She knows men who accept that a woman who has reached a senior position is usually ten times smarter than a man. Some men are better at sales, but if a female entrepreneur can anticipate and answer the key questions: “If you’re female and clever, you can blow men away.”
Arthur’s Tips on Pitching for Investment
- Do your research: be clear about whom you are pitching to and why it will interest them.
- Network and create connections: referral counts as much as anything.
- Use expert help to refine your pitch and presentation.
- Build a support team. Create an advisory board or non-exec directors, experts you can reach out to. Pick their brains once a quarter, offer them one per cent equity and take them out to dinner occasionally.
Investor-turned-investment-entrepreneur Carla Stent, Chair of Savernake Capital Limited and experienced board member, previously worked for Richard Branson at Virgin. As an investor, she stresses the importance of face-to-face meetings: “You have to go on gut instinct. Virgin taught me to ‘Never invest in businesses without looking in the whites of people’s eyes.’ ”
It is, she says, a bit like a dating game: “You have to kiss a number of frogs before you can find an organization to help you source the right deals.”
Stent recommends Envestors: “It is one of the most professional [investment platforms] that I have found. They vet the deals extensively. They apply the same diligence that we would have looked at in private equity. They allow creativity to come through and look for different types of ideas. They do a quick snapshot and then give investors the data to look at. They have a very sophisticated approach and make sure the companies are ready for investment… They also have access to a variety of investors.”
While generally men are more confident, Stent has found that the women who come through Envestors are more certain, more thoroughly prepared. While the preparation may not make for a “comfortable and nice” environment, the women are much clearer about what they need to achieve.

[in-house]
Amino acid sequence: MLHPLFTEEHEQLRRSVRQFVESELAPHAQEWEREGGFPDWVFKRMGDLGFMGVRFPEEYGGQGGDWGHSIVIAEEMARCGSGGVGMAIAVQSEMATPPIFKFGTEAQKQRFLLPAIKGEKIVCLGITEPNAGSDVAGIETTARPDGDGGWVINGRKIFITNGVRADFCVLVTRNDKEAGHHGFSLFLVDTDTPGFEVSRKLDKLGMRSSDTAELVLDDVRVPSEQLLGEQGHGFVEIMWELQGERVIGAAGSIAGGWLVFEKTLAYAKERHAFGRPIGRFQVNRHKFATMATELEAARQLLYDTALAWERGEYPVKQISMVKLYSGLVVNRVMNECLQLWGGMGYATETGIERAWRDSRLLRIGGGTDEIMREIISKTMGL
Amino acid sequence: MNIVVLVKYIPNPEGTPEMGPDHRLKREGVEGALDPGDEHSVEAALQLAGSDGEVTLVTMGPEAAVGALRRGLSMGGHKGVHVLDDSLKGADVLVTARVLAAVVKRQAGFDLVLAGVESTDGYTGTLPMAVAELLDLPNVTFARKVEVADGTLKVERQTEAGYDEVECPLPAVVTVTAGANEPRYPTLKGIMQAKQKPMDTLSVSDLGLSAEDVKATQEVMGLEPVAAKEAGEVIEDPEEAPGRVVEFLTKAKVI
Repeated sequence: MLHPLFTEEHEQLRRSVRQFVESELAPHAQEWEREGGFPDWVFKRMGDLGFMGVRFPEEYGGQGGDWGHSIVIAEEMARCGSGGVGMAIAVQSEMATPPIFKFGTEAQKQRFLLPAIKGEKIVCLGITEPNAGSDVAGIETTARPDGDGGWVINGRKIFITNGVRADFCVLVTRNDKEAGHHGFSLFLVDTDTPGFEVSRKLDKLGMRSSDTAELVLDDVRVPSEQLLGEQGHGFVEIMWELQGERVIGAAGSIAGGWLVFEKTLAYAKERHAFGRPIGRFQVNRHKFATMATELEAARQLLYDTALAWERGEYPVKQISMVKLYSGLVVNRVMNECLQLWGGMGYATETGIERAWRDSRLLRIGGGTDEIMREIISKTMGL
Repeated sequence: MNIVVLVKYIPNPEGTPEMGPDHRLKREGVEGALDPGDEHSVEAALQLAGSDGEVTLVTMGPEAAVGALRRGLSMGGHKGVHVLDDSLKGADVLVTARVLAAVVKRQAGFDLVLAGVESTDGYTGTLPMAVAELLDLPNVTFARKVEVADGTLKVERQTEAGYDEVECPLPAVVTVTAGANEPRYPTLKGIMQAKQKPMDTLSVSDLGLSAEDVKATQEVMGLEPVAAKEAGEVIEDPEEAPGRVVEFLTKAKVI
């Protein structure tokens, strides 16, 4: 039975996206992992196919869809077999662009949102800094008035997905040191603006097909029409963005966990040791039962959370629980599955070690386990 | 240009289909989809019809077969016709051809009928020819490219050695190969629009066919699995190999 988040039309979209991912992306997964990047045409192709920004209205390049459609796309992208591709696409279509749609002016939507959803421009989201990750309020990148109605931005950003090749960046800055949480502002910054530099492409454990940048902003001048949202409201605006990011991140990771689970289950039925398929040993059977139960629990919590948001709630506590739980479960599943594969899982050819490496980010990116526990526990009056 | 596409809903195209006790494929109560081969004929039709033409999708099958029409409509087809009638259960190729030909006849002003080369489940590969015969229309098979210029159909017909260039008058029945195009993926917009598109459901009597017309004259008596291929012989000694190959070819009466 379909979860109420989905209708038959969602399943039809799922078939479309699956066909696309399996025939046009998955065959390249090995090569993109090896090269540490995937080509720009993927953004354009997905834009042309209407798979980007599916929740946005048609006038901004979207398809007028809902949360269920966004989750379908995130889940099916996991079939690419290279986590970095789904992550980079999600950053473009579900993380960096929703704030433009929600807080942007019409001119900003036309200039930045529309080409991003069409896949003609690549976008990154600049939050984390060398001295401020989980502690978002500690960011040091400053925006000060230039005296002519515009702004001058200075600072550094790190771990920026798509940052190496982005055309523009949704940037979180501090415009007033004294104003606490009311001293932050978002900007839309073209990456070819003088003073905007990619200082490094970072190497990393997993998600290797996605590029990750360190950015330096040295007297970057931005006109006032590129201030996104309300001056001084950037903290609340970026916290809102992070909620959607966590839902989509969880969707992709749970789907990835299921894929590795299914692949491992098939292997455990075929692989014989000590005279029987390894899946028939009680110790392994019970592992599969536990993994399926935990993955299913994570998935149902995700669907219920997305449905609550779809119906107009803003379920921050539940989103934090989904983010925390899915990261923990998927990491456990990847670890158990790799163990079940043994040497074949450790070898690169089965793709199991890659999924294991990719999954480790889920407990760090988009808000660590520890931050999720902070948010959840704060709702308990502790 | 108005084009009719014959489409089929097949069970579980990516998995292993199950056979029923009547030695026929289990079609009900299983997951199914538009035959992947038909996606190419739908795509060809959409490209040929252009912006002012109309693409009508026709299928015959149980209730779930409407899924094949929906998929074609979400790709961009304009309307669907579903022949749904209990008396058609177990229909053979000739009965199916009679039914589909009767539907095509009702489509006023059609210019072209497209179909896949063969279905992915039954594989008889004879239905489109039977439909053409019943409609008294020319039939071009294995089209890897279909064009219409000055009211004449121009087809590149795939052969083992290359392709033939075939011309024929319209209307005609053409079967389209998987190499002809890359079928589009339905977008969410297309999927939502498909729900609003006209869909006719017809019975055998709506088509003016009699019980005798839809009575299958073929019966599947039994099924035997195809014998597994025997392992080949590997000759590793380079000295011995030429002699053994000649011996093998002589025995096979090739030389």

Stent’s Tips On Pitching for Investment
- Prepare your escalator pitch (from the bottom to the top of the escalator). Be clear how your product will make a difference in the world. You only have a nanosecond to grab attention.
- Inspire your investors with your vision of where you are heading linked to your purpose. Be clear about what success looks like for you; it is not always just about scale.
- Know your numbers. As an entrepreneur be clear about your margins and the returns for your investors.
- Clarify your exit strategy for your investors. Put yourself in your investors’ shoes.
- Once you secure your investment, manage your investor relationships. Share the highs and lows and keep them informed of developments.
- Define a clear governance structure to maintain investor confidence.
Our final piece of advice comes from Elena Baeva, experienced CEO and board member, based on her experience of three rounds of fund-raising: “Don’t waste time. You don’t have to be ready. There is plenty of guidance out there. Don’t wait to line up your ducks in a row before you start those conversations.”
Harvard Business Review
Harvard Business ReviewSource